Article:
The parent company of Mercedes-Benz has agreed to settle an investigation and lawsuit into diesel emissions cheat software in the US.
An announcement by Daimler – owner of Mercedes-Benz – outlined the settlements to US authorities and those included in the civil lawsuit, totalling almost US$3 billion (AU$4.15B).
The statement said the German car manufacturer had agreed to the settlements after a joint investigation by a number of US state and federal agencies into Mercedes-Benz vehicles, which are understood to have produced higher emissions than claimed.
Settlements with government authorities and Mercedes-Benz owners will still need to be approved by the relevant courts – the last step in finalising the agreements.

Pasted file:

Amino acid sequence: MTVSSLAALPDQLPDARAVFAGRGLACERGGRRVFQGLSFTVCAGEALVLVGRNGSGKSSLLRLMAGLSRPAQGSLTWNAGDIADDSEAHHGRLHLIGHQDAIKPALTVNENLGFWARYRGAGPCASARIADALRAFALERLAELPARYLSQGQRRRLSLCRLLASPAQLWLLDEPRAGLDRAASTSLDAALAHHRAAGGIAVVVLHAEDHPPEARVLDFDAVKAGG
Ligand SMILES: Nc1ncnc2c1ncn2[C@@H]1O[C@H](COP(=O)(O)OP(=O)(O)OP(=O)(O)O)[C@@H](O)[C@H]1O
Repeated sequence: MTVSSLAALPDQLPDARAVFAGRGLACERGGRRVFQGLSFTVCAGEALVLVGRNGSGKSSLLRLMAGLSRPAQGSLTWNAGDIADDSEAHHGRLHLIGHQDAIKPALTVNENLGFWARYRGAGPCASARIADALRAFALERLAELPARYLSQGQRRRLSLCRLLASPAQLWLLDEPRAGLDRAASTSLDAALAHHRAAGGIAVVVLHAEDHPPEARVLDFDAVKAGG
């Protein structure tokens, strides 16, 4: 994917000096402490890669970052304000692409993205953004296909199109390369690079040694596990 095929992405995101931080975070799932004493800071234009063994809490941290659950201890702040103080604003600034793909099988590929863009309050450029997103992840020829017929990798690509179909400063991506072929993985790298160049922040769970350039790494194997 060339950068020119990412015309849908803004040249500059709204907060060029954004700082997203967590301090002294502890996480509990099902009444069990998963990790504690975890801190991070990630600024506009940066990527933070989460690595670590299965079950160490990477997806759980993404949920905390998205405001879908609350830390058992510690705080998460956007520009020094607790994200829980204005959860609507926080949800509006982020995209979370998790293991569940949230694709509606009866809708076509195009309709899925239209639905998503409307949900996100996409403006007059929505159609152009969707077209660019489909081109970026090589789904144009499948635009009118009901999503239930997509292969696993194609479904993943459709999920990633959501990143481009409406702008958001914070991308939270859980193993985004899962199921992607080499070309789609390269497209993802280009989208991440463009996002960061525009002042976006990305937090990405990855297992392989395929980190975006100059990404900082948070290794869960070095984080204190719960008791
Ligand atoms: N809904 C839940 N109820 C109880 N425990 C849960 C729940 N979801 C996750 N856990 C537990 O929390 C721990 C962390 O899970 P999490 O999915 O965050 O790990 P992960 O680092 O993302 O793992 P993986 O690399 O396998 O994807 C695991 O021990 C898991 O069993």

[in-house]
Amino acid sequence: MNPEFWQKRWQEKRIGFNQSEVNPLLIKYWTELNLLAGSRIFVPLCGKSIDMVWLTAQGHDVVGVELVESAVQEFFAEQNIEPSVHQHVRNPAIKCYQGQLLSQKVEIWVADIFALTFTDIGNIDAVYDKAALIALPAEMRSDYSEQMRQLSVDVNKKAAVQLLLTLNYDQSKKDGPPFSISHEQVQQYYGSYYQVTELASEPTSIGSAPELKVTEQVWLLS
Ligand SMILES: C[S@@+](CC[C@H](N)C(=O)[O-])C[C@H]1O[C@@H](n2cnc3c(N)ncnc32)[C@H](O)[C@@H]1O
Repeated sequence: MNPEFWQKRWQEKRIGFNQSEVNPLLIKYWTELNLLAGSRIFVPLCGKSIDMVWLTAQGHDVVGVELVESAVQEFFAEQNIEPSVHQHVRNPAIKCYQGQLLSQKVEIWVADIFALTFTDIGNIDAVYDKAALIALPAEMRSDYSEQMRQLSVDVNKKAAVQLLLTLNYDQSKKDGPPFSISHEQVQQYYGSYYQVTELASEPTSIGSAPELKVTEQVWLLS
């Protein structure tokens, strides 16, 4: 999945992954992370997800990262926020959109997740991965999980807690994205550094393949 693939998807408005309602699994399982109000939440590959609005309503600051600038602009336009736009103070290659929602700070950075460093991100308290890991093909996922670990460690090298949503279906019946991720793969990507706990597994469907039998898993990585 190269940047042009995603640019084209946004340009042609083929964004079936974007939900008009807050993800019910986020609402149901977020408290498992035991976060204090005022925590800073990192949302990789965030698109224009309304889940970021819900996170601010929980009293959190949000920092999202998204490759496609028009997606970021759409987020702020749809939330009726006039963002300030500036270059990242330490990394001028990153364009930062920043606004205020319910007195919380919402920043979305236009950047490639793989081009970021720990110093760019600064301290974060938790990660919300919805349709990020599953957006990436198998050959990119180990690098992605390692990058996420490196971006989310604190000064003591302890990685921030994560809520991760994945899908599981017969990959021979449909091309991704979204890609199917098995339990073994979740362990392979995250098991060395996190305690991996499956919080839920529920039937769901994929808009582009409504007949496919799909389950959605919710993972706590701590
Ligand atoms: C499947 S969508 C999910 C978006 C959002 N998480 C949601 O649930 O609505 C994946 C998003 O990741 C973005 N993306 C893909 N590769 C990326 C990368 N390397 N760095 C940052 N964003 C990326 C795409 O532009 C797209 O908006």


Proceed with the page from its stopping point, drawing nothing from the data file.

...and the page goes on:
In September 2019, Daimler was fined AU$1.4 billion by German authorities for exceeding local emissions regulations in their vehicles.
The settlements come off the back of the Dieselgate scandal, in which Volkswagen Group admitted to cheating diesel emissions tests. It's estimated the company has paid more than AU$46.5B in fines, compensation, and vehicle buybacks.
Earlier this month, four Audi executives were charged by German prosecutors due to their part in overseeing the deception.
In late July 2020, offices across Europe belonging to Fiat-Chrysler were raided by authorities in relation to suspected diesel emissions cheat software.
MORE: VW 'Dieselgate' scandal